The Fraser Institute, an independent Canadian public policy research and educational organization has released 2019-20 report on how much debt, Canadian Federal and Provincial Budget deficits have accrued.
In the report, The Growing Debt Burden for Canadians, released by Fraser Institute warns that Canada’s combined federal-provincial debt will reach $1.5 trillion in 2019/20.
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The study by Fraser Institute finds that, since 2007/08, the year before the last recession, combined federal and provincial debt has grown from $837.0 billion to a projected $1.5 trillion in 2019/20.
In 2019/20, Canada’s projected combined government debt ( federal debt and the provincial debt of all 10 provinces) will equal 64.3 per cent of the Canadian economy.
On a per person basis the combined debt is equal to $39,483 for every Canadian.
Amongst the provinces, Newfoundland and Labrador has the highest combined debt per person, equalling $48,478.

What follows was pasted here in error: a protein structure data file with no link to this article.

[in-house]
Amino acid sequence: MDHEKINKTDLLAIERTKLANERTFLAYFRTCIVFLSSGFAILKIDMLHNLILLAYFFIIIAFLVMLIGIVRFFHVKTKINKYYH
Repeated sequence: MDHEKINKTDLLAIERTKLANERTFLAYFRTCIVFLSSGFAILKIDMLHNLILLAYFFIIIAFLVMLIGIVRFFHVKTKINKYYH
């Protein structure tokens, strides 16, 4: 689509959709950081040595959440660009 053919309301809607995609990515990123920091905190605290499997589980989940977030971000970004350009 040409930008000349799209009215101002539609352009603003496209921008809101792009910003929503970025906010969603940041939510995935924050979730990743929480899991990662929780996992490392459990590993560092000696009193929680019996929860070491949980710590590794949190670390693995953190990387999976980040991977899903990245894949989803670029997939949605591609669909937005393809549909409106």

Ontario also has the highest combined debt ($668.5billion), and will equal 75.4 percent of Ontario’s economy (federal-provincial debt-to-GDP ratio, and the second-highest combined debt per person ($45,891).The report warns that it would take three out of every four dollars in Ontario’s economy to eliminate the province’s combined government debt.
At 44.3%, Saskatchewan has the lowest debt and Prince Edward Island has the lowest debt per person in the country with $28,394.
Jake Fuss, economist at the Fraser Institute and co-author of The Growing Debt Burden for Canadians, says, “As budget season approaches, governments across Canada should remember that deficits and debt today ultimately mean higher taxes tomorrow.”
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When debt increases, the interest payments increase. Governments must make interest payments on their debt similar to households that must pay interest on borrowing related to mortgages, vehicles, or credit card spending. As a consequence, there will be less money available for tax cuts or government programs such as health care, education, and social services.
Overall nominal net debt for the federal and seven provincial governments is projected to grow further in 2019/2020 which will pose significant problems for Canada’s tax-payers and public finances in the future.